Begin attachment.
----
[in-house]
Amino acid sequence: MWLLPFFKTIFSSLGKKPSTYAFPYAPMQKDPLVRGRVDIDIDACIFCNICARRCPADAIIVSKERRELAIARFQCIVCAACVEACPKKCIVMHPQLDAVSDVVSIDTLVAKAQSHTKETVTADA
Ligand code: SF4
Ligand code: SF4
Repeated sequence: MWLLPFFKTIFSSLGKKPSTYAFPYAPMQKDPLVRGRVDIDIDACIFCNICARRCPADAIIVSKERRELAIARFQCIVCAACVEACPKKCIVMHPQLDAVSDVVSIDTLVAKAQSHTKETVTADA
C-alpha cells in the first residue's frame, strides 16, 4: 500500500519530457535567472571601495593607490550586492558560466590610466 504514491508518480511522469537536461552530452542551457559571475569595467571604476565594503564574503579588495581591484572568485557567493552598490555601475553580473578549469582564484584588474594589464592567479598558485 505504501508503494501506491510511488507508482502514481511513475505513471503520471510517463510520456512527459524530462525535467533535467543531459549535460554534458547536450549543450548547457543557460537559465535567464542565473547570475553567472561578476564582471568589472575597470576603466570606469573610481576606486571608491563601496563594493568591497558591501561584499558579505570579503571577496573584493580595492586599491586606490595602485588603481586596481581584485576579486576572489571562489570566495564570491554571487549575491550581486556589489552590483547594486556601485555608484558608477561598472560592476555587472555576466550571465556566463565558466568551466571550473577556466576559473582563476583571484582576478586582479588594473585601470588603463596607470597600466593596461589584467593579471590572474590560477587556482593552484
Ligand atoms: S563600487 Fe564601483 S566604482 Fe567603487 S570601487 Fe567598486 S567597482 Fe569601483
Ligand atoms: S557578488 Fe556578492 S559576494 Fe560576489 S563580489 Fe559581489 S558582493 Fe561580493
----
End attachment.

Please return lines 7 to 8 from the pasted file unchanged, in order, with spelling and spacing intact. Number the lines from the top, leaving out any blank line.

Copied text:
Ligand atoms: S563600487 Fe564601483 S566604482 Fe567603487 S570601487 Fe567598486 S567597482 Fe569601483
Ligand atoms: S557578488 Fe556578492 S559576494 Fe560576489 S563580489 Fe559581489 S558582493 Fe561580493